Excerpt from And Party Every Day: The Inside Story of Casablanca Records:
There was something infectious about Donna’s airy, sexy cooing layered over Giorgio Moroder’s incessant, driving music. Neil could sense the impending breakout of “Love to Love You Baby” and pestered Giorgio to fly Donna from Munich, where she was living, to the US for some promotional appearances, which he felt would push the buzz to the critical level and we’d have a major hit on our hands. It took him the better part of a month to convince Giorgio, partly because Donna was recovering from a relatively severe heart infection, but in early November 1975, she traveled to New York to start a six-week promotional tour.
Neil would say to us, “It’s a four-color world out there, boys. Don’t live it in black and white.” That was definitely the edict when it came to Donna. It had to be red carpet treatment all the way—nothing should be considered too good for Donna. Susan Munao, our head of publicity, didn’t disappoint. She was there, with Joyce Biawitz, to meet Donna when she arrived at JFK. After making quick introductions, they escorted Donna to a waiting limousine. As they settled into the car, “Love to Love You Baby” began playing on the FM radio. Of course, it’s possible that this was simply a coincidence—after all, the song was getting some serious airplay at that point—but, given Susan’s drive for excellence, I think she got in touch with one of her legion of New York radio contacts, called in a favor, and arranged for the station to start playing the song on her cue. When Donna entered her room at the Park Lane Hotel, which overlooked Central Park, she found nearly two-dozen floral displays. Susan had laid on every bit of pampering she could muster. This was how impressions were made, and Susan knew it.
Buck Reingold, a Casablanca co-founder and Neil’s brother in-law, certainly knew it, too, and so he came up with this ridiculous, harebrained stunt. He had a cake made for Donna’s homecoming appearance in her native Boston. It wasn’t just a cake. It was a huge cake that had Donna’s likeness emblazoned on it with icing. Buck had ordered it from Hansen’s Bakery, because Hansen’s was the only bakery that would agree to decorate a cake with the image of a sexy reclining woman. But, oh, by the way, Hansen’s was in LA—three thousand miles from Boston. How do you get a four-foot-long cake from LA to Boston without destroying it? Buck arranged for an ambulance to pick the cake up at Hansen’s and chauffeur it to LAX; then he booked three first-class seats to Boston (two for the cake, one for him). Of course, there were photographers in place at both ends of the trip. Never let a good photo op go to waste.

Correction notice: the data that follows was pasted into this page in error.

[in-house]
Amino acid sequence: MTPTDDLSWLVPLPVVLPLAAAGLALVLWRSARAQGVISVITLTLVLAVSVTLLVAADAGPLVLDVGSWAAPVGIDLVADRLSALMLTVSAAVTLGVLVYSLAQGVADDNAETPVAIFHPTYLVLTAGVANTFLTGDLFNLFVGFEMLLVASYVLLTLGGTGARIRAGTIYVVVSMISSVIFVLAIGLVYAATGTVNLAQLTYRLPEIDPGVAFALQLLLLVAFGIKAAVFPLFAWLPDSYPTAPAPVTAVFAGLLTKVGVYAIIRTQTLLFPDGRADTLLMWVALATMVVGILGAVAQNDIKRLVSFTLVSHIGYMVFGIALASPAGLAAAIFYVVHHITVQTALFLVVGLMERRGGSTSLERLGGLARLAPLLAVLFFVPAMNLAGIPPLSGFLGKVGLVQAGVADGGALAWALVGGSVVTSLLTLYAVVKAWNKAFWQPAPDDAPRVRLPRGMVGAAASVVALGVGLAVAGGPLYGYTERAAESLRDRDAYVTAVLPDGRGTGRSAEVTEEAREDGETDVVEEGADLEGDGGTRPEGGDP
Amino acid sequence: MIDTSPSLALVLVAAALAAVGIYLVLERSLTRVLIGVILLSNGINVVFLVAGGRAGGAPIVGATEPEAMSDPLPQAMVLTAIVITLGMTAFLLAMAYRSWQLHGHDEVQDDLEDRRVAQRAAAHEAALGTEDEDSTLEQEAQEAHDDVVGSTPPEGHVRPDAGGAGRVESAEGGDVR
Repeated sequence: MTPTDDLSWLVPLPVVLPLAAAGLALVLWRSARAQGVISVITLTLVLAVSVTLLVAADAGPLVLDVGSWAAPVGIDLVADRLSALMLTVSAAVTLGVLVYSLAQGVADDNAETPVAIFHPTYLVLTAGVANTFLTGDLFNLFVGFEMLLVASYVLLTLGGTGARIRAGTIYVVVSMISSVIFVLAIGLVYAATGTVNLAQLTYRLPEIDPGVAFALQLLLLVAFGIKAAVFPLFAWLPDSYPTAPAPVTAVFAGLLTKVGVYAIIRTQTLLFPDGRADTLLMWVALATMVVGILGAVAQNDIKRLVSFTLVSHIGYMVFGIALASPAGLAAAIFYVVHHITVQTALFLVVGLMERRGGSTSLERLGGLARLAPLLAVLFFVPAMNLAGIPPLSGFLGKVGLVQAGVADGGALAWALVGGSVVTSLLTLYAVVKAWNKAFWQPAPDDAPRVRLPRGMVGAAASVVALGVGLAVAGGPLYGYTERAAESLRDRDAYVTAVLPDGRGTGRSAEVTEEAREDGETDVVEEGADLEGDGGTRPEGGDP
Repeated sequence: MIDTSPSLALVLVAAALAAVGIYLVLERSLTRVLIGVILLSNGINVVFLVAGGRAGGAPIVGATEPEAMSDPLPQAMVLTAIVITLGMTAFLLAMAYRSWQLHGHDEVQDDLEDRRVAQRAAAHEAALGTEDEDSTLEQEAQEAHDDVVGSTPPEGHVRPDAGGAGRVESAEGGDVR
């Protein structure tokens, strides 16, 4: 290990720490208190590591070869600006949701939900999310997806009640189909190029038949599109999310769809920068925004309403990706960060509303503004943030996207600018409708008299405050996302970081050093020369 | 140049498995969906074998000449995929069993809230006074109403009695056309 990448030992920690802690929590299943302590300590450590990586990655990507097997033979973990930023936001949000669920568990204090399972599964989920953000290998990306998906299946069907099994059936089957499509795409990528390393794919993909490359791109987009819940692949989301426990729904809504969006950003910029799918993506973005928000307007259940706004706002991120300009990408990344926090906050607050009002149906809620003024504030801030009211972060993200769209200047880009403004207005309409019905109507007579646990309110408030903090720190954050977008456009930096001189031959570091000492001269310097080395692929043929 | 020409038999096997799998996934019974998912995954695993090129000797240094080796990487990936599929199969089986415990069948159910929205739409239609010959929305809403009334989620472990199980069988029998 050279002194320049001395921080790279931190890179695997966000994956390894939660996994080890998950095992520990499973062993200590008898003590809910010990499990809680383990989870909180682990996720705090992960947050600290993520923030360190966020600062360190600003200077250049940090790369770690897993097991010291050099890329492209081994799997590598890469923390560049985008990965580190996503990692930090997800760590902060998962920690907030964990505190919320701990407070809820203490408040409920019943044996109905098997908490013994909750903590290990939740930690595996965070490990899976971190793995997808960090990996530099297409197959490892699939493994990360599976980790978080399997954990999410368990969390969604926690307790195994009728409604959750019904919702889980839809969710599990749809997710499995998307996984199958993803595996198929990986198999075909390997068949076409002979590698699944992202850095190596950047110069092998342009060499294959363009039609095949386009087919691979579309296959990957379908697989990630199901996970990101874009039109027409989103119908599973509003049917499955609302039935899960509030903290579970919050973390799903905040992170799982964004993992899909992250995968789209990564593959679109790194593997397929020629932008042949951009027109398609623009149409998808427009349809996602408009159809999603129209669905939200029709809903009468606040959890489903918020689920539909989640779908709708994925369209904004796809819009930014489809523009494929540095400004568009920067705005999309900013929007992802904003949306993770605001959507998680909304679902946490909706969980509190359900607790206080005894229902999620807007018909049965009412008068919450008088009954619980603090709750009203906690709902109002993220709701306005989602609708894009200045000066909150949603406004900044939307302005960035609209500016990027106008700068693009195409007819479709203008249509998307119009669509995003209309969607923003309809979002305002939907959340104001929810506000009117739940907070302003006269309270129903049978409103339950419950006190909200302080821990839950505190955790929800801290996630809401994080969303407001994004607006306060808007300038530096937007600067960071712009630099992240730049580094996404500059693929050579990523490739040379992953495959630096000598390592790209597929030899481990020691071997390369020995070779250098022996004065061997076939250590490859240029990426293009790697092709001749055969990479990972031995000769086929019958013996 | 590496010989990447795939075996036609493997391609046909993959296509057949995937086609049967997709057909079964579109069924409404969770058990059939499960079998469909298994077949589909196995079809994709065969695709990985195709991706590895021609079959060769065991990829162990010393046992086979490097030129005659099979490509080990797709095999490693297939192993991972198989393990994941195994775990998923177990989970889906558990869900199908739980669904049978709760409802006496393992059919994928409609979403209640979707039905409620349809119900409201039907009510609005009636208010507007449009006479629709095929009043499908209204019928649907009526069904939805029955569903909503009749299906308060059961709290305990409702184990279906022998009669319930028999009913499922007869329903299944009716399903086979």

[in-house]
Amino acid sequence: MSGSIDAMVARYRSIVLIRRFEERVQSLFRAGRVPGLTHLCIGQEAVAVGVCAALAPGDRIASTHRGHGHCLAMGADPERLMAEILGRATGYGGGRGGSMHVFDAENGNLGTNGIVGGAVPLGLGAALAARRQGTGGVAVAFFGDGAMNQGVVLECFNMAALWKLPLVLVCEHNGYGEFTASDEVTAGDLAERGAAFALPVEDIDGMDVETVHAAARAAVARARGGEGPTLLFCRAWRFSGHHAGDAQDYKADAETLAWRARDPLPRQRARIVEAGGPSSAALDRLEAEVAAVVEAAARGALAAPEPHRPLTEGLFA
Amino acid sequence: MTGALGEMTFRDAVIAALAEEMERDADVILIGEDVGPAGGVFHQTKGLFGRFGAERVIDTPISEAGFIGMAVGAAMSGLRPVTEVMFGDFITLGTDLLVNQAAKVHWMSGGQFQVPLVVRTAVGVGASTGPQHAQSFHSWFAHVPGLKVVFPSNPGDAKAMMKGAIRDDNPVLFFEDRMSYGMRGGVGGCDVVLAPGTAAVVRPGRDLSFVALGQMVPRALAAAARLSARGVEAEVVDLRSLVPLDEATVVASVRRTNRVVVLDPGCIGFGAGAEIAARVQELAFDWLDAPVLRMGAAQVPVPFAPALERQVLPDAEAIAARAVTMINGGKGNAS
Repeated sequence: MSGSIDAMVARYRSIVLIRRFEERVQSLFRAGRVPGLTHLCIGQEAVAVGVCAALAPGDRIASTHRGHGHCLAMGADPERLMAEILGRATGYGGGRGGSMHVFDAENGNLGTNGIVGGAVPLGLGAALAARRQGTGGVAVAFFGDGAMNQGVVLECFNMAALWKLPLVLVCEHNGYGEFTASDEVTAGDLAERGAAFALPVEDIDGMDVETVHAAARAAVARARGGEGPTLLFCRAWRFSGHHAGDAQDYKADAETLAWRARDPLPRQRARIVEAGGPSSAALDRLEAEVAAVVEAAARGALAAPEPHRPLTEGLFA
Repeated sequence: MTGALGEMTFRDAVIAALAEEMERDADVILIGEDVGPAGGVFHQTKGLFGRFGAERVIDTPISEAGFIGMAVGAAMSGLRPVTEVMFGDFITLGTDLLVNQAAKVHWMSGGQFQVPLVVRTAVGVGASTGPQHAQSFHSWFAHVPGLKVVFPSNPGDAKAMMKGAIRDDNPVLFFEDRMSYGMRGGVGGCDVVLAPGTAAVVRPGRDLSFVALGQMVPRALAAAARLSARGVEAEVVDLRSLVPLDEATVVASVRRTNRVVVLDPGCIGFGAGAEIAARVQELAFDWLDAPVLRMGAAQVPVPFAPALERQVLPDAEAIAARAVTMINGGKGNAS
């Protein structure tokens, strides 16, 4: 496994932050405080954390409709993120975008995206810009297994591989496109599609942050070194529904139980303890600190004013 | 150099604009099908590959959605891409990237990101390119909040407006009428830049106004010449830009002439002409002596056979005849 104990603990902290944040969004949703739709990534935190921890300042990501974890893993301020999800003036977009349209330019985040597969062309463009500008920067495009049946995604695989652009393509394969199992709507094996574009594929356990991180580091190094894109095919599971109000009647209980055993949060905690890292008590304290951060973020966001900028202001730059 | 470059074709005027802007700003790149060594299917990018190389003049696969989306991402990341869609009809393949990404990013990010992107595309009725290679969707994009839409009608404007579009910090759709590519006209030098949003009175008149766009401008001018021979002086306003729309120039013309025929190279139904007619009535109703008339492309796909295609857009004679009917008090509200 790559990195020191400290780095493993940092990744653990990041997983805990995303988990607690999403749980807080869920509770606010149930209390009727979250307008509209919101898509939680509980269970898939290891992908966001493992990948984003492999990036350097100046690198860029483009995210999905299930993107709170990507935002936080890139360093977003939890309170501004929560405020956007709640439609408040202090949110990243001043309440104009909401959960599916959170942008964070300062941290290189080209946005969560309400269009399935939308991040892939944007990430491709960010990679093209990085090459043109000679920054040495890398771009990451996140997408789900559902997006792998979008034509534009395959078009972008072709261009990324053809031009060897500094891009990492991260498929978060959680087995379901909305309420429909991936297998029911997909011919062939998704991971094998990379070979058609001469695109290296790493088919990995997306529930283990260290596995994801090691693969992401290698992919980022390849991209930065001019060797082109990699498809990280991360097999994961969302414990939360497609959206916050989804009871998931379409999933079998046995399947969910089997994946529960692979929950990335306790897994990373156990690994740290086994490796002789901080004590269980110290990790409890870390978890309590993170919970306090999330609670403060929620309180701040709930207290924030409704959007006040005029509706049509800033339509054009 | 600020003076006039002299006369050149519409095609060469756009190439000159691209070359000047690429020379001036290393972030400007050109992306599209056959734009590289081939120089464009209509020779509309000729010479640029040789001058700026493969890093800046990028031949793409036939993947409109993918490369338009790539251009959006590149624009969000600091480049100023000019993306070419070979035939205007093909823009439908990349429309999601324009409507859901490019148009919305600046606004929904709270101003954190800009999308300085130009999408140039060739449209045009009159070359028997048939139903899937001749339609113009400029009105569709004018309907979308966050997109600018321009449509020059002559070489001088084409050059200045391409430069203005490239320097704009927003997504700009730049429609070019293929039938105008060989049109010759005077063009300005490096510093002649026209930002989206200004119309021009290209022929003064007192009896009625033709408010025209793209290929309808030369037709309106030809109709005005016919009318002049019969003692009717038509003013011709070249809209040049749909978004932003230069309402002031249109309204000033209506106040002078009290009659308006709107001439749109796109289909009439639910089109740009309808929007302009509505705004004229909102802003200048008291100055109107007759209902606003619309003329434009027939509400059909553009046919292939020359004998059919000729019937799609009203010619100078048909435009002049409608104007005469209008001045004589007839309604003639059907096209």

Donna was floored. The poor woman hadn’t been to the US in nearly seven years, she had been bedridden for the better part of several months with myocarditis, and she was now on the receiving end of the full Neil Bogart superstar treatment. And the promo tour had barely begun. Her six-week excursion was launched in New York with a short performance and an extravagant after party at the Pachyderm Club. Her three-song set was plagued with production problems, mostly stemming from the fact that Donna could not hear herself sing. But the audience didn’t seem to mind, and the evening was a blowout success.
The tour that followed hit a host of cities across the country, where Donna performed minishows at small discotheques for the very people who were helping to lift her to superstar status. The promotional tour also included high-profile appearances on Soul Train and The Mike Douglas Show.
The first time I would meet Donna was several weeks later, when she came to our offices accompanied by her Casablanca retinue. At the time, this retinue consisted of Susan, Joyce Biawitz, and Cecil Holmes (another of the Casablanca co-founders), but then it grew rapidly and exponentially. Donna greeted us all warmly and she expressed her gratitude for all of our help with her career. The meeting was pleasant and very low pressure. One thing that struck us was that Donna did not look a lot like the woman in the picture Trudy Meisel had given us nearly a year earlier; but you could see a resemblance. She was very pretty, but she looked a bit heavier than she had in the picture, and her hair was not the flowing mane of her album covers and press photos. It was very, very short, and not at all in keeping with the diva status that she was pursuing. This is why Donna would always be photographed in a wig.